Moving to a Mac isn't the same as moving into Utopia. My wife uses a Mac as her main computer and she's glad she switched, but she's realistic. It's still a computer, and it is far from perfect. It has an occasional tendency to hang when shutting down, and sharing its printer with PCs on the network required plenty of work with cryptic configuration files and commands gleaned from Google searches. I do think its overall user interface is more consistent and more reliable than Windows.
One Mac benefit is also a drawback: lack of diversity. In the PC world, you can mix and match lots of different hardware and software. Mac users get a much smaller selection. It's a good selection, to be sure, but it's also on the pricey side, and nowhere near the variety found on PCs. Sometimes, PC users pay the price for that diversity in a case of "too many cooks spoil the broth." Underpowered hardware, crapware, and inconsistent user interfaces are all symptoms that result when there's not a single "benevolent dictator" making reasonable decisions.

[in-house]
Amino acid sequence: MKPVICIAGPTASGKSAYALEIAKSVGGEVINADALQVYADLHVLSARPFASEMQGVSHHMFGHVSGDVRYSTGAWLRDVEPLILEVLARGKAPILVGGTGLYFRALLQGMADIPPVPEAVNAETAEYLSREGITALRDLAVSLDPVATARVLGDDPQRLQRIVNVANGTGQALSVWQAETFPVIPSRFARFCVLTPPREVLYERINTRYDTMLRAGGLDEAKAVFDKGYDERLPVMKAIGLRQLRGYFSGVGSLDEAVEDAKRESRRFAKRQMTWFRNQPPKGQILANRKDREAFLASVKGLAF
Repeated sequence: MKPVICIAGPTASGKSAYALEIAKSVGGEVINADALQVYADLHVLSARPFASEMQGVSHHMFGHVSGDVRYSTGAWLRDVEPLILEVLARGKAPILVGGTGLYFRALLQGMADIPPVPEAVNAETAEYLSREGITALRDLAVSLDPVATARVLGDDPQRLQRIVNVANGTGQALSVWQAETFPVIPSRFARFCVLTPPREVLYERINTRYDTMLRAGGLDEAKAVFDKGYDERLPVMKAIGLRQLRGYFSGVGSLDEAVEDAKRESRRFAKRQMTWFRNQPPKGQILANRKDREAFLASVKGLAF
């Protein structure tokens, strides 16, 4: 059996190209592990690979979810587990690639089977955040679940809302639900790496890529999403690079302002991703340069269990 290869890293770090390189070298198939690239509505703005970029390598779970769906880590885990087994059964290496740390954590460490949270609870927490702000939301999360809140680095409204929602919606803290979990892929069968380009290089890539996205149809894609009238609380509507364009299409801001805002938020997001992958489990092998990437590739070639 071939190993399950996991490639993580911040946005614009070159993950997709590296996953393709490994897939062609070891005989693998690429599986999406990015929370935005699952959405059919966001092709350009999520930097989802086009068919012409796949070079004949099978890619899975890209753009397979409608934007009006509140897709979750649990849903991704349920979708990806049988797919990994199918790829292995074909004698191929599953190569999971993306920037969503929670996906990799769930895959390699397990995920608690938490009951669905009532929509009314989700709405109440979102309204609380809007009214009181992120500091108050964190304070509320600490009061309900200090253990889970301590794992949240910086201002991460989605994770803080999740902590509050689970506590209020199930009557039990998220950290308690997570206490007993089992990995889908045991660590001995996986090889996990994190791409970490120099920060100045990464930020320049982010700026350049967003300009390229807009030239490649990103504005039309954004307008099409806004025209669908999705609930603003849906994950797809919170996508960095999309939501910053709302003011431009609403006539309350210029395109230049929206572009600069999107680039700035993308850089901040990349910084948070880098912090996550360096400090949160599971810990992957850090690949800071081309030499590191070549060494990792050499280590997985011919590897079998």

My point is that the Mac world is a collection of trade-offs, just like the Windows world. For some Mac users, those trade-offs may not be relevant or they've rationalized the problems away. If you are a Mac user and it's working great for you, then congratulations. Just realize that other users may have other needs; the old "buy a Mac" refrain is easier said than done in a complex work environment that depends on many custom Windows applications. So don't act so smug.